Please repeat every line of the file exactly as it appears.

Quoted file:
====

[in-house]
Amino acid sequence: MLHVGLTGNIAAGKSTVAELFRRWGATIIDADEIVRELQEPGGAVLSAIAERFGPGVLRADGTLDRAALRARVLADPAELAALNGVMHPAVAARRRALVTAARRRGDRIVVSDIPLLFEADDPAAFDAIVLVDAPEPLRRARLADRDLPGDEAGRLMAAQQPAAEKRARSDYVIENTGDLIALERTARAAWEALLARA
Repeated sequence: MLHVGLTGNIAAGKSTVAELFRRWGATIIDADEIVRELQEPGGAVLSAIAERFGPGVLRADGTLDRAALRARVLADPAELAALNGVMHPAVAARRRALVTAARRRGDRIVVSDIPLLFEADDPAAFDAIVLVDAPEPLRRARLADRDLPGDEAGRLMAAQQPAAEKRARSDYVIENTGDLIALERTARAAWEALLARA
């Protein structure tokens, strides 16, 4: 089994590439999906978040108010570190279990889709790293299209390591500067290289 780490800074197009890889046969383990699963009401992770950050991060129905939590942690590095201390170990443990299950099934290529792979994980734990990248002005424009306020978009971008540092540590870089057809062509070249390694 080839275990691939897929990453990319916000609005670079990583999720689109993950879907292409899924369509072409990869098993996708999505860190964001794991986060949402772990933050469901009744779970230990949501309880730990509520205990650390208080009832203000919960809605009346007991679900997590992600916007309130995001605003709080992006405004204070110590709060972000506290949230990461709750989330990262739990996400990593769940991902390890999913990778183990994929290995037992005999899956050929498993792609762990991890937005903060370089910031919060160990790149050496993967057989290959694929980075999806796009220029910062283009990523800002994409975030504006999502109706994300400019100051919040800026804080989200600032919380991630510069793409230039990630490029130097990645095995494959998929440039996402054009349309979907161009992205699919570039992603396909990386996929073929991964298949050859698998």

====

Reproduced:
[in-house]
Amino acid sequence: MLHVGLTGNIAAGKSTVAELFRRWGATIIDADEIVRELQEPGGAVLSAIAERFGPGVLRADGTLDRAALRARVLADPAELAALNGVMHPAVAARRRALVTAARRRGDRIVVSDIPLLFEADDPAAFDAIVLVDAPEPLRRARLADRDLPGDEAGRLMAAQQPAAEKRARSDYVIENTGDLIALERTARAAWEALLARA
Repeated sequence: MLHVGLTGNIAAGKSTVAELFRRWGATIIDADEIVRELQEPGGAVLSAIAERFGPGVLRADGTLDRAALRARVLADPAELAALNGVMHPAVAARRRALVTAARRRGDRIVVSDIPLLFEADDPAAFDAIVLVDAPEPLRRARLADRDLPGDEAGRLMAAQQPAAEKRARSDYVIENTGDLIALERTARAAWEALLARA
């Protein structure tokens, strides 16, 4: 089994590439999906978040108010570190279990889709790293299209390591500067290289 780490800074197009890889046969383990699963009401992770950050991060129905939590942690590095201390170990443990299950099934290529792979994980734990990248002005424009306020978009971008540092540590870089057809062509070249390694 080839275990691939897929990453990319916000609005670079990583999720689109993950879907292409899924369509072409990869098993996708999505860190964001794991986060949402772990933050469901009744779970230990949501309880730990509520205990650390208080009832203000919960809605009346007991679900997590992600916007309130995001605003709080992006405004204070110590709060972000506290949230990461709750989330990262739990996400990593769940991902390890999913990778183990994929290995037992005999899956050929498993792609762990991890937005903060370089910031919060160990790149050496993967057989290959694929980075999806796009220029910062283009990523800002994409975030504006999502109706994300400019100051919040800026804080989200600032919380991630510069793409230039990630490029130097990645095995494959998929440039996402054009349309979907161009992205699919570039992603396909990386996929073929991964298949050859698998």